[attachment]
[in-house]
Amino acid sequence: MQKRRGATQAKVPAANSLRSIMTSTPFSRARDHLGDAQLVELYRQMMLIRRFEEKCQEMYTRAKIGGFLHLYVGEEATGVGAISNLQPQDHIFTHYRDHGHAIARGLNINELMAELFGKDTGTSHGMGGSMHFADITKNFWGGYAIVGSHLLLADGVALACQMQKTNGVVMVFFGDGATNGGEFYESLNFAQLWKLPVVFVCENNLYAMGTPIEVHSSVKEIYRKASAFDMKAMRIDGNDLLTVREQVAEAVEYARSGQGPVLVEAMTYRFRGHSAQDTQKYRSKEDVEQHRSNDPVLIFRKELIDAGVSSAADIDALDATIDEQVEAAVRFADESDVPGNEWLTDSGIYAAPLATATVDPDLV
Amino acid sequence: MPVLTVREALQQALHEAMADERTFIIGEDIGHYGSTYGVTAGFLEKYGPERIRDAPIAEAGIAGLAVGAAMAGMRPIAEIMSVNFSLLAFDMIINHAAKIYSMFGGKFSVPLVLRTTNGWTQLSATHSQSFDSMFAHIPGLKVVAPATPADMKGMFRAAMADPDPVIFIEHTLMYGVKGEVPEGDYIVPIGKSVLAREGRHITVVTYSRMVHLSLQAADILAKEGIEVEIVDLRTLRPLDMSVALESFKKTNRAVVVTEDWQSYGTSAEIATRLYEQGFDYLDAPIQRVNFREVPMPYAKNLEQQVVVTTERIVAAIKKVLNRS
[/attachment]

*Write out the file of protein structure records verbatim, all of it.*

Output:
[in-house]
Amino acid sequence: MQKRRGATQAKVPAANSLRSIMTSTPFSRARDHLGDAQLVELYRQMMLIRRFEEKCQEMYTRAKIGGFLHLYVGEEATGVGAISNLQPQDHIFTHYRDHGHAIARGLNINELMAELFGKDTGTSHGMGGSMHFADITKNFWGGYAIVGSHLLLADGVALACQMQKTNGVVMVFFGDGATNGGEFYESLNFAQLWKLPVVFVCENNLYAMGTPIEVHSSVKEIYRKASAFDMKAMRIDGNDLLTVREQVAEAVEYARSGQGPVLVEAMTYRFRGHSAQDTQKYRSKEDVEQHRSNDPVLIFRKELIDAGVSSAADIDALDATIDEQVEAAVRFADESDVPGNEWLTDSGIYAAPLATATVDPDLV
Amino acid sequence: MPVLTVREALQQALHEAMADERTFIIGEDIGHYGSTYGVTAGFLEKYGPERIRDAPIAEAGIAGLAVGAAMAGMRPIAEIMSVNFSLLAFDMIINHAAKIYSMFGGKFSVPLVLRTTNGWTQLSATHSQSFDSMFAHIPGLKVVAPATPADMKGMFRAAMADPDPVIFIEHTLMYGVKGEVPEGDYIVPIGKSVLAREGRHITVVTYSRMVHLSLQAADILAKEGIEVEIVDLRTLRPLDMSVALESFKKTNRAVVVTEDWQSYGTSAEIATRLYEQGFDYLDAPIQRVNFREVPMPYAKNLEQQVVVTTERIVAAIKKVLNRS